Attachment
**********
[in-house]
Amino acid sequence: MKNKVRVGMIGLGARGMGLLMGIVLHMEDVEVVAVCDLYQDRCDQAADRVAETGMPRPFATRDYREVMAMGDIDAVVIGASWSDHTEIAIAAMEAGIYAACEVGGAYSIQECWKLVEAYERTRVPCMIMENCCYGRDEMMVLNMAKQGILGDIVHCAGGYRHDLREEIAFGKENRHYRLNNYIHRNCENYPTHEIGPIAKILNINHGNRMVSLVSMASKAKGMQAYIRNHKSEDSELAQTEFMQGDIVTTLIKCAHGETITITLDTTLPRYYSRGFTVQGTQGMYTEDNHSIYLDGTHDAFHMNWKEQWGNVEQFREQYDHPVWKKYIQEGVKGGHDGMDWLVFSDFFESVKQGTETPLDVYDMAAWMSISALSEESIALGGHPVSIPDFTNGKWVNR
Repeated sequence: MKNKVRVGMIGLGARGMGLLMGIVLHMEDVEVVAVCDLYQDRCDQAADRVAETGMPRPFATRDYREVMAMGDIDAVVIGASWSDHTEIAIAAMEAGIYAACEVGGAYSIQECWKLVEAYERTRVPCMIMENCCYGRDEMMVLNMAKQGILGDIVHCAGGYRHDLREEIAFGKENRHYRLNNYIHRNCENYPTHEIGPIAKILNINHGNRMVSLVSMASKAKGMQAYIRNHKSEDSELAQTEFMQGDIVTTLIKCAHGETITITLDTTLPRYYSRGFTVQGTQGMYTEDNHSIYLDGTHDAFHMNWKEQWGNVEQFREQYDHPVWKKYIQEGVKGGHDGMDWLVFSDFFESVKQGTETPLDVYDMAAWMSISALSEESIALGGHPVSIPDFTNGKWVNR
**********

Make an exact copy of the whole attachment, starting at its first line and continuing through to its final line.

[in-house]
Amino acid sequence: MKNKVRVGMIGLGARGMGLLMGIVLHMEDVEVVAVCDLYQDRCDQAADRVAETGMPRPFATRDYREVMAMGDIDAVVIGASWSDHTEIAIAAMEAGIYAACEVGGAYSIQECWKLVEAYERTRVPCMIMENCCYGRDEMMVLNMAKQGILGDIVHCAGGYRHDLREEIAFGKENRHYRLNNYIHRNCENYPTHEIGPIAKILNINHGNRMVSLVSMASKAKGMQAYIRNHKSEDSELAQTEFMQGDIVTTLIKCAHGETITITLDTTLPRYYSRGFTVQGTQGMYTEDNHSIYLDGTHDAFHMNWKEQWGNVEQFREQYDHPVWKKYIQEGVKGGHDGMDWLVFSDFFESVKQGTETPLDVYDMAAWMSISALSEESIALGGHPVSIPDFTNGKWVNR
Repeated sequence: MKNKVRVGMIGLGARGMGLLMGIVLHMEDVEVVAVCDLYQDRCDQAADRVAETGMPRPFATRDYREVMAMGDIDAVVIGASWSDHTEIAIAAMEAGIYAACEVGGAYSIQECWKLVEAYERTRVPCMIMENCCYGRDEMMVLNMAKQGILGDIVHCAGGYRHDLREEIAFGKENRHYRLNNYIHRNCENYPTHEIGPIAKILNINHGNRMVSLVSMASKAKGMQAYIRNHKSEDSELAQTEFMQGDIVTTLIKCAHGETITITLDTTLPRYYSRGFTVQGTQGMYTEDNHSIYLDGTHDAFHMNWKEQWGNVEQFREQYDHPVWKKYIQEGVKGGHDGMDWLVFSDFFESVKQGTETPLDVYDMAAWMSISALSEESIALGGHPVSIPDFTNGKWVNR